“Comp time” undermines the 40-hour work week. Quick history review: in 1938, the Fair Labor Standards Act (FLSA) became law. We say it “established” the 40-hour work week, but really it just “encouraged” it, by telling employers that for any hours worked past 40, workers had to be time-and-a-half and receive it in their next pay period. The idea was you get eight hours at work, eight hours to sleep, and eight hours to do whatever you want. Another goal of time-and-a -half pay was to give employers a financial incentive to hire more workers when they have more work, instead of forcing workers already on the job to work beyond their scheduled hours.

With “comp time,” employers are encouraged to do the opposite. Making overtime less expensive to employers means more workers being scheduled for 50 or 60-hour shifts. Which means less time with your family – not more.

“Comp time” encourages mandatory overtime – and ends overtime pay as we know it. Instead of time-and-a-half pay for hours worked past 40, workers would get “comp time,” hours of time off to be taken later. Employers benefit because they don’t have to pay overtime, plus, they can have you use your comp time in a way that won’t cost them extra (during less busy periods, etc.).

According to the bill, individual employees have the “choice” between comp time or overtime pay. Since comp time saves the employer money, what is stopping them from inducing workers, subtly or not, into choosing comp time? They could give the “comp time” workers better shifts and better treatment, and they could even train workers not to take the overtime options – in the same way that Target and other stores train workers not to join unions.

Don’t be fooled: this is a pay cut. Again, having hours off “at some point” sounds nice. But overall, workers’ take home pay will go down, because that supplemental income you would’ve had from working overtime will disappear. Besides, depending on your schedule, you could get to December 31 without having the chance to use your accrued comp time, at which point you are left with no time off and no extra pay.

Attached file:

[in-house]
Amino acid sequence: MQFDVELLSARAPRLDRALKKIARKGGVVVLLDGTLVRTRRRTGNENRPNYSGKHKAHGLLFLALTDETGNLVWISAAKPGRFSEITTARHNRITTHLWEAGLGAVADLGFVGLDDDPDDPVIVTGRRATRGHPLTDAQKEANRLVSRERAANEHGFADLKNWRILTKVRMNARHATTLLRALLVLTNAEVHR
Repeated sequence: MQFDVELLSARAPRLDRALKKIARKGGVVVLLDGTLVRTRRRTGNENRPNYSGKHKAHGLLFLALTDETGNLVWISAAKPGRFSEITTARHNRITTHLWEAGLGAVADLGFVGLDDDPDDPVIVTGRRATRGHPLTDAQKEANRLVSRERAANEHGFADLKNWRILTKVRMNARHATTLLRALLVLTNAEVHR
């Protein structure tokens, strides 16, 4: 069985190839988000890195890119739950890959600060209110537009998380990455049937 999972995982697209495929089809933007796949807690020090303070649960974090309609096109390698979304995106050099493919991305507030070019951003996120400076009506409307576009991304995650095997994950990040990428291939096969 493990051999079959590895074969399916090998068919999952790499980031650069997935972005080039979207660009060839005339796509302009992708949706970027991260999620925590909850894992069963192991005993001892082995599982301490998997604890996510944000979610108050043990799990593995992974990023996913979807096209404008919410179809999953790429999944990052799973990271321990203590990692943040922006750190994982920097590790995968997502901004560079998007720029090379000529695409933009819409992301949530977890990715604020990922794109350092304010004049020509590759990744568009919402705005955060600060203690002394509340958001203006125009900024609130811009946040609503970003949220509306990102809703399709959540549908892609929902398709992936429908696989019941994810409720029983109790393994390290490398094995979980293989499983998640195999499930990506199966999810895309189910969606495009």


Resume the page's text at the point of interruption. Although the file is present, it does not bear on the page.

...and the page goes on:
It has “flexibility” in the name, but provides less flexibility to workers… Employers already have the option to offer their workers more flexible schedules – most just choose not to. The only difference is that with “comp time,” workers don’t get the time-and-a-half pay they would with overtime. “Comp time” isn’t “paid leave” in the traditional sense, because now the employee is the one paying.

…and more flexibility to employers. Say you want to take your comp days off. You go to your boss and request an afternoon off to take care of a sick child, for instance. Under “comp time,” the boss can deny your request outright. Why? Because they can claim that your request “unduly disrupts the operations of the employer” or that the request was not made “within a reasonable period.”

So you’ve gone from a job with overtime pay to a job with unlimited shifts and no extra pay, and you can’t take days off when you want. And if you take the overtime option, your boss can treat you worse because of it. Thanks, Working Families Flexibility Act!

Kills jobs. People say this phrase all the time, “job-killing this,” “job-killing that.” But comp time sends the message to employers that it’s cheaper to work your current employees harder and longer than ever before rather than hire new people. When you take away the primary incentive to hire more people that literally, not figuratively, kills jobs.